That suggests a moral tone-deafness that makes me physically ill. Brown is essentially doing exactly what the Church has consistently done in the face of this scandal. He is placing a higher value on the well-being of the Catholic Church than he is on the people, the children, who trust in it.

Shame on him.

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1 Comment »

  1. It has emerged this week that when Ratzinger was Archbishop of Munich in the 1980s, one of his paedophile priests was “reassigned” in this way. He claims he didn’t know. Yet a few years later he was put in charge of the Vatican’s response to this kind of abuse and demanded every case had to be referred directly to him for 20 years. What happened on his watch, with every case going to his desk? Precisely this pattern, again and again. The BBC’s Panorama studied one of many such cases. Father Tarcisio Spricigo was first accused of child abuse in 1991, in Brazil. He was moved by the Vatican four times, wrecking the lives of children at every stop. He was only caught in 2005 by the police, before he could be moved on once more. He had written in his diary about the kind of victims he sought: “Age: 7, 8, 9, 10. Social condition: Poor. Family condition: preferably a son without a father. How to attract them: guitar lessons, choir, altar boy.” It happened all over the world, wherever the Catholic Church had outposts.

    Far from changing this paedophile-protecting model, Ratzinger reinforced it. In 2001 he issued a strict secret order demanding that charges of child-rape should be investigated by the Church “in the most secretive way… restrained by a perpetual silence… and everyone… is to observe the strictest secret.” Since it was leaked, Ratzinger claims – bizarrely – that these requirements didn’t prevent bishops from approaching the police. Even many people employed by the Vatican at the time say this is wrong. Father Tom Doyle, who was a Vatican lawyer working on these cases, says it “is an explicit written policy to cover up cases of child sexual abuse and to punish those who would call attention to these crimes… Nowhere in any of these documents does it say anything about helping the victims. The only thing it does say is they can impose fear on the victims, and punish [them], for disclosing what happened.” Doyle was soon fired.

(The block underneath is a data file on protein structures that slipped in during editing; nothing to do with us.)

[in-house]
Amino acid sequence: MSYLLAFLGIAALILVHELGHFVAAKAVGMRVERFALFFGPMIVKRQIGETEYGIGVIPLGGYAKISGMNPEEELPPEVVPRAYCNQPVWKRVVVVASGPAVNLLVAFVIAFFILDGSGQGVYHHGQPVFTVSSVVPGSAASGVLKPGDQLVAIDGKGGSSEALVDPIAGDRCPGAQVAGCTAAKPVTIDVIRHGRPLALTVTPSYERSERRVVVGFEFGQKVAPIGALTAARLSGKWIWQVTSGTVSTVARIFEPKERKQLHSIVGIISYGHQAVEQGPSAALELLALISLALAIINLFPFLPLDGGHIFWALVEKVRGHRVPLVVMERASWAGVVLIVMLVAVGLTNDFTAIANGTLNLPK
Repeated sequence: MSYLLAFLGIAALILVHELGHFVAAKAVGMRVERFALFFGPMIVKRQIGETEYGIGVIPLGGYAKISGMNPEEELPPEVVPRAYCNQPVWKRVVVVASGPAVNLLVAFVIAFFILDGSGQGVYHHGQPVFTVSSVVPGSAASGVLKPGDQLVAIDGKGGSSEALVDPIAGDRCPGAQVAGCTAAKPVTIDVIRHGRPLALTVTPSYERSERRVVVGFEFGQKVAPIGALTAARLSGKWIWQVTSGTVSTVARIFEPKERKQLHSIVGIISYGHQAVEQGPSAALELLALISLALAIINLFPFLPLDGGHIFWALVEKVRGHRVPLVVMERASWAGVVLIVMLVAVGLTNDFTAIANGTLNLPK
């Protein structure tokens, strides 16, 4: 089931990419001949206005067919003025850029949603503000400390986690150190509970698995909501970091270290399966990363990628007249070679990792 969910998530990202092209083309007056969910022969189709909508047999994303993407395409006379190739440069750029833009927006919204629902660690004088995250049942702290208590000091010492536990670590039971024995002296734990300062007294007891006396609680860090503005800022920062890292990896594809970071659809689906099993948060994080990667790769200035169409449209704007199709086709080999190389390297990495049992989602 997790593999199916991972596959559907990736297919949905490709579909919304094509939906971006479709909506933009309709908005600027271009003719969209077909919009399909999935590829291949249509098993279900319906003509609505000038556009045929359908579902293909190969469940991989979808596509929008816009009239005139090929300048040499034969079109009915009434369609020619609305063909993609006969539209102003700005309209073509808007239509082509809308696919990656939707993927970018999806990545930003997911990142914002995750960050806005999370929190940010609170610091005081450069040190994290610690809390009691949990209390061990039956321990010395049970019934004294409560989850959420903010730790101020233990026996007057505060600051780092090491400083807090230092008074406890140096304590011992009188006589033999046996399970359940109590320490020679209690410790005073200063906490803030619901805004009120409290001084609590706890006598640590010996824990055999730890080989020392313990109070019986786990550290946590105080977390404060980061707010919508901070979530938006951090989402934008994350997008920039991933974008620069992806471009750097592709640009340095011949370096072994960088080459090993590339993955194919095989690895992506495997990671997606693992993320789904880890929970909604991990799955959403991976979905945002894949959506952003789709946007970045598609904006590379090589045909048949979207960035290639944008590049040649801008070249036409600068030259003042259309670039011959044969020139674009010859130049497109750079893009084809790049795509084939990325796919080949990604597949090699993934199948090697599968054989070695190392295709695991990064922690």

Imagine if this happened at The Independent. Imagine I discovered there was a paedophile ring running our crèche, and the Editor issued a stern order that it should be investigated internally with “the strictest secrecy”. Imagine he merely shuffled the paedophiles to work in another crèche at another newspaper, and I agreed, and made the kids sign a pledge of secrecy. We would both – rightly – go to prison. Yet because the word “religion” is whispered, the rules change. Suddenly, otherwise good people who wouldn’t dream of covering up a paedophile ring in their workplace think it would be an insult to them to follow one wherever it leads in their Church. They would find this behaviour unthinkable without the irrational barrier of faith standing between them and reality. (Source)

    Comment by tildeb — March 19, 2010 @ 3:59 pm | Reply